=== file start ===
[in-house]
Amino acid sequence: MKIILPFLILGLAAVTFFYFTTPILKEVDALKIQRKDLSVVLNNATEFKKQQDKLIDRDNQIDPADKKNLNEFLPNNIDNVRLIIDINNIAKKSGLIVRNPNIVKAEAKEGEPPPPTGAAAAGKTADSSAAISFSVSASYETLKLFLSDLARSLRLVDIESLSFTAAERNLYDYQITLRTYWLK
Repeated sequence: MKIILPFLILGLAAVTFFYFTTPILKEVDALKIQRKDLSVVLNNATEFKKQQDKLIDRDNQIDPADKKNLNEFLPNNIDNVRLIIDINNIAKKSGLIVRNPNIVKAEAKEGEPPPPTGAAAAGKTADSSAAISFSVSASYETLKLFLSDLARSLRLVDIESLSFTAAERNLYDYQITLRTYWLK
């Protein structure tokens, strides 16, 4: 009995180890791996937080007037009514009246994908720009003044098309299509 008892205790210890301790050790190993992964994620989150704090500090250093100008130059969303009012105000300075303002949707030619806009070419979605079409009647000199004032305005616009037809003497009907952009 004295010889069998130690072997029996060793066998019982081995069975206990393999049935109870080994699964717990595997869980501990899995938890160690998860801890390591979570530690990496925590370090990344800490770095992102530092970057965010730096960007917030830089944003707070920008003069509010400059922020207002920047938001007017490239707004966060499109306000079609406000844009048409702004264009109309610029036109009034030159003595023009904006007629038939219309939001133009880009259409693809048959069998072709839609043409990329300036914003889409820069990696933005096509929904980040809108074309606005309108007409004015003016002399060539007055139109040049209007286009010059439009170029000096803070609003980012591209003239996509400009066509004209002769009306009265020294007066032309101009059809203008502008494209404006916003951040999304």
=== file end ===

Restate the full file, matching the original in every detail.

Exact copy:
[in-house]
Amino acid sequence: MKIILPFLILGLAAVTFFYFTTPILKEVDALKIQRKDLSVVLNNATEFKKQQDKLIDRDNQIDPADKKNLNEFLPNNIDNVRLIIDINNIAKKSGLIVRNPNIVKAEAKEGEPPPPTGAAAAGKTADSSAAISFSVSASYETLKLFLSDLARSLRLVDIESLSFTAAERNLYDYQITLRTYWLK
Repeated sequence: MKIILPFLILGLAAVTFFYFTTPILKEVDALKIQRKDLSVVLNNATEFKKQQDKLIDRDNQIDPADKKNLNEFLPNNIDNVRLIIDINNIAKKSGLIVRNPNIVKAEAKEGEPPPPTGAAAAGKTADSSAAISFSVSASYETLKLFLSDLARSLRLVDIESLSFTAAERNLYDYQITLRTYWLK
């Protein structure tokens, strides 16, 4: 009995180890791996937080007037009514009246994908720009003044098309299509 008892205790210890301790050790190993992964994620989150704090500090250093100008130059969303009012105000300075303002949707030619806009070419979605079409009647000199004032305005616009037809003497009907952009 004295010889069998130690072997029996060793066998019982081995069975206990393999049935109870080994699964717990595997869980501990899995938890160690998860801890390591979570530690990496925590370090990344800490770095992102530092970057965010730096960007917030830089944003707070920008003069509010400059922020207002920047938001007017490239707004966060499109306000079609406000844009048409702004264009109309610029036109009034030159003595023009904006007629038939219309939001133009880009259409693809048959069998072709839609043409990329300036914003889409820069990696933005096509929904980040809108074309606005309108007409004015003016002399060539007055139109040049209007286009010059439009170029000096803070609003980012591209003239996509400009066509004209002769009306009265020294007066032309101009059809203008502008494209404006916003951040999304």